A forthcoming study on Hispanic children’s cognitive skills underlines the challenges the country faces in aspiring to close the achievement gap between these children and their white and Asian counterparts. Hispanic “children fall behind their peers in mental development by the time they reach grade school, and the gap tends to widen as they get older,” reports the New York Times. “The drop-off in the cognitive scores of Hispanic toddlers, especially those from Mexican backgrounds, was steeper than for other [low-income] groups and could not be explained by economic status alone. . . . From 24 to 36 months, the Hispanic children fell about six months behind their white peers on measures like word comprehension, more complex speech and working with their mothers on simple tasks.”
This new study, from the University of California–Berkeley, may be unusually blunt in its assessment of Hispanic cognitive development, but it is hardly unprecedented. A 2004 study by the California Legislative Analyst’s Office found a similar decline in Hispanic students’ ability to keep up with their peers in learning English. Children from Mandarin- and Spanish-speaking households begin kindergarten with similar levels of English proficiency, but their paths quickly diverge. The Mandarin-speaking students make continuing progress in mastering English, while the Hispanic students’ advance stalls out in the second and third grades as the demands of California’s English-proficiency test grow more difficult. Mandarin kindergartners establish oral skills in English in one year, the legislative analyst found, and by the beginning of second grade, they have begun developing a mastery of reading and writing, unlike Hispanics. The widening English-proficiency gap between Asian and Hispanic students may reflect parental willingness to expose children to English at home, but the gap occurs in math as well.
This summer in Southern California, I observed Hispanic students who had been taught in English throughout their school careers, yet who possessed very weak formal language ability. An in-class reading assignment at Locke High School in Watts asked students to answer the question: “Why is it important to use all your skills during your teen years?” A ninth-grader wrote in response: “To make it better.” Another question, “What sudden insight came to the engineer?” elicited the answer: “How to put the little mirrors.” While diagnosing the student-written sentence, “The pigs squealed loudly because the’re [sic] bored at the barn,” a high-school English teacher in Santa Ana asked his class: “Why does the dependent clause need to be in the past tense?” A student answered: “Because you’re talking about a lot of people.”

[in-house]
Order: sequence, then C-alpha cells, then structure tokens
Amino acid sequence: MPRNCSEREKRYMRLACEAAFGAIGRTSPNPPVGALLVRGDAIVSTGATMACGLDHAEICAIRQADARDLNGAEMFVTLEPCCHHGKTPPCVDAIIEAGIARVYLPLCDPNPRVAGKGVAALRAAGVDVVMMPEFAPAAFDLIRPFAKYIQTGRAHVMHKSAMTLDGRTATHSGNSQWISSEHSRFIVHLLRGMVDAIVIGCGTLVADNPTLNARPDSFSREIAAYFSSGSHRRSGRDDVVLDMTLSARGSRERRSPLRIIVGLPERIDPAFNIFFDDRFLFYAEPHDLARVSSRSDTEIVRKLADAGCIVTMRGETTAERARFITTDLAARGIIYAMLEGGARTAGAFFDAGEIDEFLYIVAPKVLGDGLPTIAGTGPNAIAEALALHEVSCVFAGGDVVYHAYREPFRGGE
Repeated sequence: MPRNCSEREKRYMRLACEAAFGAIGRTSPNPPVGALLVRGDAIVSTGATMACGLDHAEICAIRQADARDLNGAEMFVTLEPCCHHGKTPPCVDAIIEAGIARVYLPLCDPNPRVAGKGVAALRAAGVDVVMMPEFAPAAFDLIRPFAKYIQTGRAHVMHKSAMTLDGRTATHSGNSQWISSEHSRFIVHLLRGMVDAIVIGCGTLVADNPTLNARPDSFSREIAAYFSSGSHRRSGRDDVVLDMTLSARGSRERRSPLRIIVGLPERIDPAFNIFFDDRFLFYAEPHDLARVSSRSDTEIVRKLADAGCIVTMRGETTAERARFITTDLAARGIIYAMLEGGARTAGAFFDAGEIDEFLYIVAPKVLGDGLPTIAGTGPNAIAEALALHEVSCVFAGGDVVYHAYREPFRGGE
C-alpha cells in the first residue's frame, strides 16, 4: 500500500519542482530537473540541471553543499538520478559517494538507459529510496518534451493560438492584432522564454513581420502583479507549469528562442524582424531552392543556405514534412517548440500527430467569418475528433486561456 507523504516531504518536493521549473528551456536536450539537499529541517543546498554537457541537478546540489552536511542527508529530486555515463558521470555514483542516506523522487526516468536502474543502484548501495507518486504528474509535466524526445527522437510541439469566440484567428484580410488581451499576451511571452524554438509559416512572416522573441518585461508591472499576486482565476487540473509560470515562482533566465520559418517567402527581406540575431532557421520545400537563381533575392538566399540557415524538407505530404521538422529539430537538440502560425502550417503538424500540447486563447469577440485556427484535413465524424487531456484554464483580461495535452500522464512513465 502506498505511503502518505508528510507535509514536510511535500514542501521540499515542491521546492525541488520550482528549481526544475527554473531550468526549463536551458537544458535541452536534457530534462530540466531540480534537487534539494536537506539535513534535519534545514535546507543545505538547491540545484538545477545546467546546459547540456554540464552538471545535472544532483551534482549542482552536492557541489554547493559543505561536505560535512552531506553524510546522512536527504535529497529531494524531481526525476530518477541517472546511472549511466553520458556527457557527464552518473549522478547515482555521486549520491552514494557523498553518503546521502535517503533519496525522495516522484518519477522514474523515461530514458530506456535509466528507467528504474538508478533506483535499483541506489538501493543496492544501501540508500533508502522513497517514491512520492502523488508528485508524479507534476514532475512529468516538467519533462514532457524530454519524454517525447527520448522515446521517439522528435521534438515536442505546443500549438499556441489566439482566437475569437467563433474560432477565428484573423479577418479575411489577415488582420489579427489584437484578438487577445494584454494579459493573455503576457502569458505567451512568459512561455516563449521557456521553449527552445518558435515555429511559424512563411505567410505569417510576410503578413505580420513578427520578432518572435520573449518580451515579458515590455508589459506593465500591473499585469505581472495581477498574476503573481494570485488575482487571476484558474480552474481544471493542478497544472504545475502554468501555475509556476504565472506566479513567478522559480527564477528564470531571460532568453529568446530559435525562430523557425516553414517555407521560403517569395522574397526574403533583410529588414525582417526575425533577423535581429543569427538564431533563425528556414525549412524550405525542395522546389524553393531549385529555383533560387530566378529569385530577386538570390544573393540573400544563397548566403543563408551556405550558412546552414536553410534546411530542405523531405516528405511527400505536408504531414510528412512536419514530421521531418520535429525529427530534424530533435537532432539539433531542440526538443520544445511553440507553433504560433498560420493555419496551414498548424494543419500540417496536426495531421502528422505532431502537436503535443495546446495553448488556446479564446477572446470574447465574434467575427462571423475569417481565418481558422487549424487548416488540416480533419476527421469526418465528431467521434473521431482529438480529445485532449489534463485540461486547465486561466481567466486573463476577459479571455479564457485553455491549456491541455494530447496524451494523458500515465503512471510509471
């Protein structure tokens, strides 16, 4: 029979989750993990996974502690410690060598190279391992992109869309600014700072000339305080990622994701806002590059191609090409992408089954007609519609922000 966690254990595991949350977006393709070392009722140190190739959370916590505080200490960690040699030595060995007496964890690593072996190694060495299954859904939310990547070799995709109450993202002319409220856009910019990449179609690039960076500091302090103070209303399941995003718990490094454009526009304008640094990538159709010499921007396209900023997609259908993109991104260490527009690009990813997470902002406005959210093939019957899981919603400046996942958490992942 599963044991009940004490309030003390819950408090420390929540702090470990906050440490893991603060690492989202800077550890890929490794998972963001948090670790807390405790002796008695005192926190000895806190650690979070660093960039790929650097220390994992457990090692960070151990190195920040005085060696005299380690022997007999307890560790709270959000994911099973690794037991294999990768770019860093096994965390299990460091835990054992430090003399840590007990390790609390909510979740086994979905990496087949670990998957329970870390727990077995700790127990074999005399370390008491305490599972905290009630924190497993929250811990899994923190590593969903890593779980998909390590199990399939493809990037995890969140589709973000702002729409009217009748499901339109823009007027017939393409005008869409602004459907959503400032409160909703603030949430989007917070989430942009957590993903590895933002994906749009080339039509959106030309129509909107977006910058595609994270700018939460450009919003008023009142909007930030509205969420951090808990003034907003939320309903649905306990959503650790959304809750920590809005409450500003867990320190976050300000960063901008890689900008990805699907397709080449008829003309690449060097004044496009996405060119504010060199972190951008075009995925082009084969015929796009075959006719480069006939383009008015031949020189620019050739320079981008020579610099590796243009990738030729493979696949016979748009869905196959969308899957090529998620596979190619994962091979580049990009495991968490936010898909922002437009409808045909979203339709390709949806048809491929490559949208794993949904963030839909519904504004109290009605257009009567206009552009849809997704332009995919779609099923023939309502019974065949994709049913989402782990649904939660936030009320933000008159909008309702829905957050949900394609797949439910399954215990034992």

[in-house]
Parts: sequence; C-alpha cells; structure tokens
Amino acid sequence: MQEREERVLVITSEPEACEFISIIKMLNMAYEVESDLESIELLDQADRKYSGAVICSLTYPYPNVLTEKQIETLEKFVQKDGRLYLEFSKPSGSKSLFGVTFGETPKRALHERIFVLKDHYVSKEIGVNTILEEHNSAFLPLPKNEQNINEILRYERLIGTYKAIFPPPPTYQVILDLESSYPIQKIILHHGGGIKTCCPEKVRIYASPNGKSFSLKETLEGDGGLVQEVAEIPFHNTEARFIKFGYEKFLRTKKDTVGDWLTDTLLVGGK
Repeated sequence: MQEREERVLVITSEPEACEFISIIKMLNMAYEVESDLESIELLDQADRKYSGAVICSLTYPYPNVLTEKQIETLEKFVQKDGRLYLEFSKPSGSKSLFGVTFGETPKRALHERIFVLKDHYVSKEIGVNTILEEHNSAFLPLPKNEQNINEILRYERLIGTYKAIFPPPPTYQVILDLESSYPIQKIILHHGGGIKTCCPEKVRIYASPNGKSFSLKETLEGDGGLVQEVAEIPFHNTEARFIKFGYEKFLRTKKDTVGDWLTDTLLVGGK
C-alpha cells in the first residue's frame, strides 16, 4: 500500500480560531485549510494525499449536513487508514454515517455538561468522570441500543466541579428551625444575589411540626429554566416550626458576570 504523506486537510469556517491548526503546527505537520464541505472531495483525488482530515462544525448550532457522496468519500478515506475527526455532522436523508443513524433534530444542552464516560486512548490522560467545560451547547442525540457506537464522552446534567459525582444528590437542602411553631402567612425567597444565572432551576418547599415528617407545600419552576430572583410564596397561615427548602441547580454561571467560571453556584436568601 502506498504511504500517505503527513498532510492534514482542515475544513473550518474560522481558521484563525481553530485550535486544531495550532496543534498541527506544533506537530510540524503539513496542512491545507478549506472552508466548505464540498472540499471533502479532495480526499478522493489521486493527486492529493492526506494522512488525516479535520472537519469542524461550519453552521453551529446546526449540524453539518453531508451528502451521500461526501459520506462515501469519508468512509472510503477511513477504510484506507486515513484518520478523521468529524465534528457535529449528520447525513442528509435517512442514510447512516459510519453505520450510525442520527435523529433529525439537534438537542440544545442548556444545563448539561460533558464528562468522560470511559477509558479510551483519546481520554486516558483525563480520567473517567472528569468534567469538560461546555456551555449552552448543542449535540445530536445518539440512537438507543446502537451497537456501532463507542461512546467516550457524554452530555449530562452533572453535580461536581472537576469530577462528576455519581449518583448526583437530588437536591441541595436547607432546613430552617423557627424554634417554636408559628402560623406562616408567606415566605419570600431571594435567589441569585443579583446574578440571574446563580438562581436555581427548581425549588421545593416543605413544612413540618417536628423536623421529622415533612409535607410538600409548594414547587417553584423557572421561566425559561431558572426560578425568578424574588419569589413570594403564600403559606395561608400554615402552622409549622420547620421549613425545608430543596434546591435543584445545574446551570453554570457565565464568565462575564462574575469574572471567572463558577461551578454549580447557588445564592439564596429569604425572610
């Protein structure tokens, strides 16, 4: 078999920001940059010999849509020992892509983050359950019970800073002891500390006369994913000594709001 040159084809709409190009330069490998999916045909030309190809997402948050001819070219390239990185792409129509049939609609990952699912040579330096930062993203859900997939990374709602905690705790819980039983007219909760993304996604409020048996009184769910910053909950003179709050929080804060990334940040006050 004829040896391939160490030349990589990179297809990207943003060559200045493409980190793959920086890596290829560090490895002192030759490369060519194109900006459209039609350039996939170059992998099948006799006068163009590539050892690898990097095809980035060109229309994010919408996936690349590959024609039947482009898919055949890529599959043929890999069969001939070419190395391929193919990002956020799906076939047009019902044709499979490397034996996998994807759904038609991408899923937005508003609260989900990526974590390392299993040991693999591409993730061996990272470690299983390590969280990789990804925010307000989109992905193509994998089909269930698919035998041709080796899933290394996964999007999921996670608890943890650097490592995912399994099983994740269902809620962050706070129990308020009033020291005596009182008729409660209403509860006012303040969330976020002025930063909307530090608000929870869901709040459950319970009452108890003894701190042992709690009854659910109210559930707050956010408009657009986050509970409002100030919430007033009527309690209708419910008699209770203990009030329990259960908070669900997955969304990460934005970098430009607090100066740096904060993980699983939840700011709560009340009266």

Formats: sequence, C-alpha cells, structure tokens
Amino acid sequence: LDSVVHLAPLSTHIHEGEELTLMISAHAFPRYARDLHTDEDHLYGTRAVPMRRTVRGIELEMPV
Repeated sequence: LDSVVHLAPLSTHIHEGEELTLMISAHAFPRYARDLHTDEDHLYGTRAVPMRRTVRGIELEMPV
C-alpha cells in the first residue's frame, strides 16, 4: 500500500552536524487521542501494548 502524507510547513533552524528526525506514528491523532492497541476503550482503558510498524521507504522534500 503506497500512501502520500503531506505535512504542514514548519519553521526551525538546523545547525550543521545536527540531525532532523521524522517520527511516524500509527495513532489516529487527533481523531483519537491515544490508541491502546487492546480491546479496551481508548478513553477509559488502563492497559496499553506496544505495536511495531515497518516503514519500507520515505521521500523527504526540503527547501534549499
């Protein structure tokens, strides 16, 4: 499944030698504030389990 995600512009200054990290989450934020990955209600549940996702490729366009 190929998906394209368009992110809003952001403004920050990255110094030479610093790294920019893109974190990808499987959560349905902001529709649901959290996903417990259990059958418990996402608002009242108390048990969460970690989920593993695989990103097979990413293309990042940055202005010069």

The Berkeley researchers speculate that the early decline in Hispanic students’ language and reasoning skills may reflect inadequate maternal stimulation in the home. And indeed, a Santa Ana elementary-school principal recounted to me her largely unsuccessful efforts to get parents to teach their children such basic kindergarten-survival tools as cutting with scissors and the words for colors. “Kids come in not knowing the alphabet in Spanish or the sounds of Spanish,” she said. “They use three-word sentences; they come in without oral-language ability.”
The Berkeley study will inevitably be used to buttress the Obama administration’s plans to pour billions of federal taxpayer dollars into early-education programs. As a matter of education policy, such efforts represent wishful thinking. Head Start has been repeatedly shown to have no lasting effect on students’ academic performance. Even the most successful and lavishly-funded of such early-intervention programs — the iconic Perry Preschool Project from the early 1960s in Ypsilanti, Mich. — explained only 3 percent of the earnings of its participants at age 40, and about 4 percent of their educational-attainment levels, wrote John J. Miller in NR in 2007. Replicating the Perry Project’s services on a national scale for Hispanic children would be extraordinarily expensive and produce only modest results. Many children who receive early intervention provide inferior intellectual stimulation for their own children, whether for innate cognitive or for cultural reasons.
But the more interesting implications of the study and others like it are for immigration policy. Our de facto immigration policy is currently weighted to a population that appears to require massive additional government education spending — even before formal schooling begins — to be made academically competitive. This choice would not seem to be economically rational, at least so long as we aspire to universal college-going. If the country remains committed to sending a far greater number of students to college, as even many conservatives continue to be, we better get ourselves a different mix of immigrants if we don’t want to bankrupt our education budgets. Alternatively, if the open-borders lobby prevails and Latin American migration continues to dominate our immigration flows, it’s time to acknowledge that many students never will be college material, nor do they need to be to lead productive, fulfilling lives.
– Heather Mac Donald is the John M. Olin fellow at the Manhattan Institute and co-author of The Immigration Solution.